Posted by: Botolff | March 8, 2009

“The Kite Runner” has something to share.

The other night, my roommate and I watched “The Kite Runner.”

If you’ve already seen it, you’ll probably be right on track with where I’m going.  If you haven’t, and don’t want to know what happens, go check it out and then come back to the post.

Heres a more complete summary of the story.  Briefly…the story is about two boys who lived, grew up and played together in Kabul, Afghanistan.  One is Amir, the son of a wealthy man, and the other is the man’s servant’s son, Hassan.  Both boys work together as a team to fly kites, and enter the local tournament in the city that they end up winning.  One wins by using his kite to cut the strings of other flyers.  Then there is great reward in chasing down and claiming the opponent’s kite.

Amir is fun-loving, but a cowardly boy.  Hassan is protective, and loyal to the end.  Upon winning the tournament, the last kite Amir and Hassan have cut from it’s anchor is free-falling from the sky.  Hassan is known as the “Kite Runner” because he has a unique ability to know where the kite is going to come to rest when it lands.  He promises Amir to go capture the opponent’s kite after it was cut and took off running to get it.  After retrieving the kite in a back ally, he comes up against three bullies, malicious young men, that he and Amir have faced before.  Assef, the leader of the pack, tells Hassan to give him the kite.  Hassan refuses.  Meanwhile Amir has gone looking for Hassan and stumbles on the unfolding interaction, but refuses to let himself be seen.  As a result, Amir watches his friend get beaten by the three bullies, and raped by Assef.  It changes their relationship forever.

A unique turn of events takes place after the back ally incident.  Hassan carries the shame of what had been done to him.  Amir carries the shame of what he witnessed, and the cowardice that once again has kept him from standing up for what he knows in his heart to be right…the defense of his friend.  But instead of owning that shame, neither of them speak of it to each other.  Oh what secrets have the power to do.  Instead, Amir does something that is very common for us to do when we witness abuse and don’t overcome our own cowardice.  The witness begins to attack the victim.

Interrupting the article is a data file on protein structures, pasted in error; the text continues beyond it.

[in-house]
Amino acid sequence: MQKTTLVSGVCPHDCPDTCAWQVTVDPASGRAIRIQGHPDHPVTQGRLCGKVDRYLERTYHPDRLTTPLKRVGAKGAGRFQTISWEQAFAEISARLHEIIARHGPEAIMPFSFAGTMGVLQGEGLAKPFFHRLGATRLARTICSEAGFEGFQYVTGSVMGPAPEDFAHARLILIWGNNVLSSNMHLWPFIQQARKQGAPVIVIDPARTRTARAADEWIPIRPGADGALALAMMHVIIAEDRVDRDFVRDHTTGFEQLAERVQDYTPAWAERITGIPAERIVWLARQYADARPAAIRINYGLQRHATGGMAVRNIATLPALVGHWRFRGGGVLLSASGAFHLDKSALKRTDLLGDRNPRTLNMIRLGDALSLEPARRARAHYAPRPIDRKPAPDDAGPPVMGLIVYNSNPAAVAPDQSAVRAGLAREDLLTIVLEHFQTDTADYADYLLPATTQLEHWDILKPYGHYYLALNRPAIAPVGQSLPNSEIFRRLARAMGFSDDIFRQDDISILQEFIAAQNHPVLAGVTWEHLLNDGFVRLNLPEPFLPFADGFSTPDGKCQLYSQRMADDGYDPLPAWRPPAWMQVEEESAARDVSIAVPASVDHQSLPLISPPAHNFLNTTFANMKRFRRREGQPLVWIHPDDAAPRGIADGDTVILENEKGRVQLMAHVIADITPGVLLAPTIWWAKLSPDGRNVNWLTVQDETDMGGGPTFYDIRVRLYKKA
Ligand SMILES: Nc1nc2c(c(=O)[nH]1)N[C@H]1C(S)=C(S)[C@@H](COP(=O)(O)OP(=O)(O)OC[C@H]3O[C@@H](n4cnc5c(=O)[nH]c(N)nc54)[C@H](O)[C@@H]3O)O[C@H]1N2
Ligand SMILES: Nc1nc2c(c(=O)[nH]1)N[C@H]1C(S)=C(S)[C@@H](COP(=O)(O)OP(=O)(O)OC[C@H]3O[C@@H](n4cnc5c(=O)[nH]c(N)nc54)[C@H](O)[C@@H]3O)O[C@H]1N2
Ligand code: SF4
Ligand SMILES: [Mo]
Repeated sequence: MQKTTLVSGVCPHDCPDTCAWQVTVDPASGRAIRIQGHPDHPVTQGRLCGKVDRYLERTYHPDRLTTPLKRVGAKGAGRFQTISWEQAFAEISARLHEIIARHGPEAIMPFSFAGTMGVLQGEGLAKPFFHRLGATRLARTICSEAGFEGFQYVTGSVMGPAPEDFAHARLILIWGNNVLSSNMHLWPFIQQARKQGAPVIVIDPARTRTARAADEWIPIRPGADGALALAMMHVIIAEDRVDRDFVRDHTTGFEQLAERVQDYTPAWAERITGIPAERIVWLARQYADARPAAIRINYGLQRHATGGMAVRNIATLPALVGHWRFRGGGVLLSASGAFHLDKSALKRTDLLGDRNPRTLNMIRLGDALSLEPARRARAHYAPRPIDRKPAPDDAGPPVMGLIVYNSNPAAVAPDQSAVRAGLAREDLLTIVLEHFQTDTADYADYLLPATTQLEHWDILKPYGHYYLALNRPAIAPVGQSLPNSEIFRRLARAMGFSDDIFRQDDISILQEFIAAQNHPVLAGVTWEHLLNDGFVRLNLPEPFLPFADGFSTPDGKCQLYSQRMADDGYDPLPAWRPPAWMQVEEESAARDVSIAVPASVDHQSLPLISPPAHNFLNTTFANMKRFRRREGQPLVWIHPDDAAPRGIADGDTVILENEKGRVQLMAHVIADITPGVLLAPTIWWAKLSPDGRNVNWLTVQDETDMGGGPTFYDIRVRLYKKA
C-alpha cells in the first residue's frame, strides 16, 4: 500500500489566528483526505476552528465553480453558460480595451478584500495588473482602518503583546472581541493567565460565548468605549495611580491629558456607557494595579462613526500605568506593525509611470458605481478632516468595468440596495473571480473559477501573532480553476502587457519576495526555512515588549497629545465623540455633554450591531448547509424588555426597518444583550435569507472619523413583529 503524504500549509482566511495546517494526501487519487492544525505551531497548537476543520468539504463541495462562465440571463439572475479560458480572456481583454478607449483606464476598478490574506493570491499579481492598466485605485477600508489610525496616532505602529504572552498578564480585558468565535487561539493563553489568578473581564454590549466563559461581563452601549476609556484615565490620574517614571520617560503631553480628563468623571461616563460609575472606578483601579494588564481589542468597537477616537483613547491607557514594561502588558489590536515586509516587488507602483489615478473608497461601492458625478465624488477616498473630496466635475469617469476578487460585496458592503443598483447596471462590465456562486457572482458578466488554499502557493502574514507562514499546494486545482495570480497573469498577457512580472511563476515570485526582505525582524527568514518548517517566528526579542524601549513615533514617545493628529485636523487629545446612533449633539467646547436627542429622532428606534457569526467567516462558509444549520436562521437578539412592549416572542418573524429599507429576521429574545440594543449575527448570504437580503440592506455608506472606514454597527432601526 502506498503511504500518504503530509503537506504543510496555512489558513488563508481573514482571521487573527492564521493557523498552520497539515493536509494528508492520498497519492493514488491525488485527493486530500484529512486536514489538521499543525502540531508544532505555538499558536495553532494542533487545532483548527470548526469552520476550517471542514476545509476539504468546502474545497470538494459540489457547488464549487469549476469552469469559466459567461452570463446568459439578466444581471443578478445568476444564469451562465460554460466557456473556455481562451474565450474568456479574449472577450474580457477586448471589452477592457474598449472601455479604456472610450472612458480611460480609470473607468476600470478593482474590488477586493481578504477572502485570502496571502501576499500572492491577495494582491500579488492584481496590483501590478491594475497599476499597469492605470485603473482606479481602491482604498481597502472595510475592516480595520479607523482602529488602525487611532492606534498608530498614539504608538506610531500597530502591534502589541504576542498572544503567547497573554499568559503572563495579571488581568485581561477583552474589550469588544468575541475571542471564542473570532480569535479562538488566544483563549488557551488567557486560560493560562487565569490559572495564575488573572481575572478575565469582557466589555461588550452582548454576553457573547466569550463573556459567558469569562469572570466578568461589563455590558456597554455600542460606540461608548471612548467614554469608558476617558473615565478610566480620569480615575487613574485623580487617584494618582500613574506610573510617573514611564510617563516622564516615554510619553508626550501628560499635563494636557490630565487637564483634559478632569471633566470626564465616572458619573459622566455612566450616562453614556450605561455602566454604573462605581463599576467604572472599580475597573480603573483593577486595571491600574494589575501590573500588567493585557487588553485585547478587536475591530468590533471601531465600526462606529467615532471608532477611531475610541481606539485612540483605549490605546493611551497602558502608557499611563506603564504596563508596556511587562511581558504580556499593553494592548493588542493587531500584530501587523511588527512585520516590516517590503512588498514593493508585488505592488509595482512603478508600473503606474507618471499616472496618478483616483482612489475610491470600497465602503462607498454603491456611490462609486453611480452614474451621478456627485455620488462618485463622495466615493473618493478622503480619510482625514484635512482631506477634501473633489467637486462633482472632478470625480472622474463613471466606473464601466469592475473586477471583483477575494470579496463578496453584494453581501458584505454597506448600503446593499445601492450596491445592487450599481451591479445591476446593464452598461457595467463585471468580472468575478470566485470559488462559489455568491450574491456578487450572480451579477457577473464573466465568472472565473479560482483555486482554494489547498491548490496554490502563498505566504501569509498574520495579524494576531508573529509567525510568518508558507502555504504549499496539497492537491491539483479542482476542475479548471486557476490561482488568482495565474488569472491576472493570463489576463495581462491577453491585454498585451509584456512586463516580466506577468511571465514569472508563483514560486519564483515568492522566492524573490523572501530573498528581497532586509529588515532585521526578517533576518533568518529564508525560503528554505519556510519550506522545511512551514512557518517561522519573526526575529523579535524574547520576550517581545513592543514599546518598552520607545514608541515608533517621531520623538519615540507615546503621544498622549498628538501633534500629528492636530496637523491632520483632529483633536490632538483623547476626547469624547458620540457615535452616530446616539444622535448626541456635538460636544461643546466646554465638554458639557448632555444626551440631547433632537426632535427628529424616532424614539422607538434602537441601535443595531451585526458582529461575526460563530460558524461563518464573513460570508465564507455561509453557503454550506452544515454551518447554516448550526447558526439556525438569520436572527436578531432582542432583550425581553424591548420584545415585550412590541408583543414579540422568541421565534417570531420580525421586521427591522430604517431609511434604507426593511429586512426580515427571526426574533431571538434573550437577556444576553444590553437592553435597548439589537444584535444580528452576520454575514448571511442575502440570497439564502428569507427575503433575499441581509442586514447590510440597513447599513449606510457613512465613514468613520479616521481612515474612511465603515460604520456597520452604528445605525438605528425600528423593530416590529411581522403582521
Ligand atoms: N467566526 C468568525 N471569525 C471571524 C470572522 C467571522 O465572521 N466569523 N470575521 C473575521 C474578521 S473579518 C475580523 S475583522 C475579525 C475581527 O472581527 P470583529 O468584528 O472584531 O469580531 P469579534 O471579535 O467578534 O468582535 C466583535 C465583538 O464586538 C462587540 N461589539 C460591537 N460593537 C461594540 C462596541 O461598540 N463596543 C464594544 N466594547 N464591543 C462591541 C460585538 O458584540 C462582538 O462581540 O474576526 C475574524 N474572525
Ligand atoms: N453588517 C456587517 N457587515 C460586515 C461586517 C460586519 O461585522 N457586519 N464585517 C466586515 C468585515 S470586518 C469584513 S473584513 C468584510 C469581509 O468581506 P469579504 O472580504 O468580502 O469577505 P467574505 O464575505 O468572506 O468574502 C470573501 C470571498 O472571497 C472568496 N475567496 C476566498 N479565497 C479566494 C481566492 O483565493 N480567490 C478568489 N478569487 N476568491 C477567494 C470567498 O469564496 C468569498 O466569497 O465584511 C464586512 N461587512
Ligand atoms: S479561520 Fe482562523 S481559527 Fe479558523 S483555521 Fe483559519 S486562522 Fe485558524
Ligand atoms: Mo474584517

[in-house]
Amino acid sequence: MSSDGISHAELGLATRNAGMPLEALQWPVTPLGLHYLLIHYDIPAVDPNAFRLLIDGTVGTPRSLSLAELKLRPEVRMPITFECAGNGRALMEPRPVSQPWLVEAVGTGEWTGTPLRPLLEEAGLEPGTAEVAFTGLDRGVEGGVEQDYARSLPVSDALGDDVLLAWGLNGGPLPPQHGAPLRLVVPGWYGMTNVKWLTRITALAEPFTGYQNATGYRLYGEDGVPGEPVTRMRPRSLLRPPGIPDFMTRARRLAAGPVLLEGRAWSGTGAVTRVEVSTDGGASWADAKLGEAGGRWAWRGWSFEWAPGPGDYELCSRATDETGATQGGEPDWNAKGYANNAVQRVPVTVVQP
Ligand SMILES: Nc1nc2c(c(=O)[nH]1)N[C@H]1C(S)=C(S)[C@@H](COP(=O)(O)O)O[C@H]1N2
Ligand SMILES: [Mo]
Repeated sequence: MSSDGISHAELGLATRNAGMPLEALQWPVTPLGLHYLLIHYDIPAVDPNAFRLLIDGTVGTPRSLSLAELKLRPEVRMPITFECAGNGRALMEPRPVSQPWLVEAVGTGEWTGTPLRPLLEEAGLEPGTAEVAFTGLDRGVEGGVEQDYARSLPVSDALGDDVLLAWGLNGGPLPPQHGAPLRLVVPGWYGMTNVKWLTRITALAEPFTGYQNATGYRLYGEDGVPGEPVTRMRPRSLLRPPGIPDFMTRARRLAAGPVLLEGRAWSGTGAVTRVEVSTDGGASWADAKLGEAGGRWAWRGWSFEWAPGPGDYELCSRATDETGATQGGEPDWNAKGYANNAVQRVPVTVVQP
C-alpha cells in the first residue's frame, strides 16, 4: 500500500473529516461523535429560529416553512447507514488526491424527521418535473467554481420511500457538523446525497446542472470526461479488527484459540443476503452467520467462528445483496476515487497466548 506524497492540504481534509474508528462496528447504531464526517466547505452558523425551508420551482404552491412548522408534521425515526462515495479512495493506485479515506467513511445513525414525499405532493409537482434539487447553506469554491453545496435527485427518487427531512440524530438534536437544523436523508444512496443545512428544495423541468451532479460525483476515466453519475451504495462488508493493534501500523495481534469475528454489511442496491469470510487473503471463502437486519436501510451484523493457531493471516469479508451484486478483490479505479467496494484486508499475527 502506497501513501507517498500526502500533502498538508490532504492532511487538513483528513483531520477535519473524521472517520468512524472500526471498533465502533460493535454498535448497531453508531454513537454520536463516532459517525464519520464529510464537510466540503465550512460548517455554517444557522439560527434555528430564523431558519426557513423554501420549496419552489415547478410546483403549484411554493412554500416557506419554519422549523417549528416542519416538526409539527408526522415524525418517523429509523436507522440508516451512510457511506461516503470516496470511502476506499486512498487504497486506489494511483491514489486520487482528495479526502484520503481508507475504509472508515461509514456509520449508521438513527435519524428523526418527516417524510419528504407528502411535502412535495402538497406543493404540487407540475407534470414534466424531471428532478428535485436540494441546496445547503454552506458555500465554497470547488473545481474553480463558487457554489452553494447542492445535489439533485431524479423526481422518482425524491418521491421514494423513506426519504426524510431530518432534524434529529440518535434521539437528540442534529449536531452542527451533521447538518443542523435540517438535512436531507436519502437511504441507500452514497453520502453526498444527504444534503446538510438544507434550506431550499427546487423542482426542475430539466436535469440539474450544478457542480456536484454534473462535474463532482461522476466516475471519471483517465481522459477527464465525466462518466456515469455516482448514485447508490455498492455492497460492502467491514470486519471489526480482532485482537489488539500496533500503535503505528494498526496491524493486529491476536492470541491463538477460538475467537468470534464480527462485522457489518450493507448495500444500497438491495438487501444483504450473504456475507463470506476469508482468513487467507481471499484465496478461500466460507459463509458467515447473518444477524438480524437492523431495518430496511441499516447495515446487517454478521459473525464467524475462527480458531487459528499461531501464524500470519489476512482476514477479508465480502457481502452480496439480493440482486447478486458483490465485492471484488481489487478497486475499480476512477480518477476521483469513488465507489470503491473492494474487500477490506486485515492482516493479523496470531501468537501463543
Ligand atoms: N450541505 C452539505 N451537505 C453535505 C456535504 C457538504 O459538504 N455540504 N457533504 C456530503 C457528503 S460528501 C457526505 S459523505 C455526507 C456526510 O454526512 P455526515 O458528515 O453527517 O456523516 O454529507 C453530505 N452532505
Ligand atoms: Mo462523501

At one point in time, Amir corners Hassan up against one of their favorite fruit trees.  It’s a tree that they both had sat under and read stories together, and had even carved into as a reminder of their friendship.  This tree now becomes a place of violence.  Amir, facing Hassan, reaches down and picks up a piece of fruit and throws it hard at Hassan.  He does it again and again.  As Hassan’s clothes begin to show the stains of the strikes he’s taking, Amir challenges him to throw one back at him in return.  When Hassan refuses, Amir calls him a coward.  Hassan, stepping to within feet of Amir, takes a piece of the fruit and smashes it against his own face and walks away.